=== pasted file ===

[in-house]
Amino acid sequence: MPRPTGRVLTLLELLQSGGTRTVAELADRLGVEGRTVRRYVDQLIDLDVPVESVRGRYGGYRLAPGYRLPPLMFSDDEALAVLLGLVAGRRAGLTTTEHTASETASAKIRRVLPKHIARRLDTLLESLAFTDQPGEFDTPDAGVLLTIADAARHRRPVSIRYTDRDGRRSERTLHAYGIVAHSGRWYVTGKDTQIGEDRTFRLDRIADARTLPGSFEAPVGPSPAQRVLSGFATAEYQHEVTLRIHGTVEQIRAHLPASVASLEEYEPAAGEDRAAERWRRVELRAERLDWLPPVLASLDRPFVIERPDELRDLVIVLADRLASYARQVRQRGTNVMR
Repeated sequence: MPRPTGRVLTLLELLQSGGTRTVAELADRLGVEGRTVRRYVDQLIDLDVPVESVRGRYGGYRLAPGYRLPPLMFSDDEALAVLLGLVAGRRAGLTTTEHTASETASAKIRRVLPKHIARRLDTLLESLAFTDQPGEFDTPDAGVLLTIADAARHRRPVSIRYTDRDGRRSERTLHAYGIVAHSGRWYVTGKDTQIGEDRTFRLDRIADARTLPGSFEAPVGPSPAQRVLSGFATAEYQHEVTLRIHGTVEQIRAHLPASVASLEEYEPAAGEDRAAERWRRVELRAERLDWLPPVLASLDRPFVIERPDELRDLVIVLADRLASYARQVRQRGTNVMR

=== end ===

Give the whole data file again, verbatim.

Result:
[in-house]
Amino acid sequence: MPRPTGRVLTLLELLQSGGTRTVAELADRLGVEGRTVRRYVDQLIDLDVPVESVRGRYGGYRLAPGYRLPPLMFSDDEALAVLLGLVAGRRAGLTTTEHTASETASAKIRRVLPKHIARRLDTLLESLAFTDQPGEFDTPDAGVLLTIADAARHRRPVSIRYTDRDGRRSERTLHAYGIVAHSGRWYVTGKDTQIGEDRTFRLDRIADARTLPGSFEAPVGPSPAQRVLSGFATAEYQHEVTLRIHGTVEQIRAHLPASVASLEEYEPAAGEDRAAERWRRVELRAERLDWLPPVLASLDRPFVIERPDELRDLVIVLADRLASYARQVRQRGTNVMR
Repeated sequence: MPRPTGRVLTLLELLQSGGTRTVAELADRLGVEGRTVRRYVDQLIDLDVPVESVRGRYGGYRLAPGYRLPPLMFSDDEALAVLLGLVAGRRAGLTTTEHTASETASAKIRRVLPKHIARRLDTLLESLAFTDQPGEFDTPDAGVLLTIADAARHRRPVSIRYTDRDGRRSERTLHAYGIVAHSGRWYVTGKDTQIGEDRTFRLDRIADARTLPGSFEAPVGPSPAQRVLSGFATAEYQHEVTLRIHGTVEQIRAHLPASVASLEEYEPAAGEDRAAERWRRVELRAERLDWLPPVLASLDRPFVIERPDELRDLVIVLADRLASYARQVRQRGTNVMR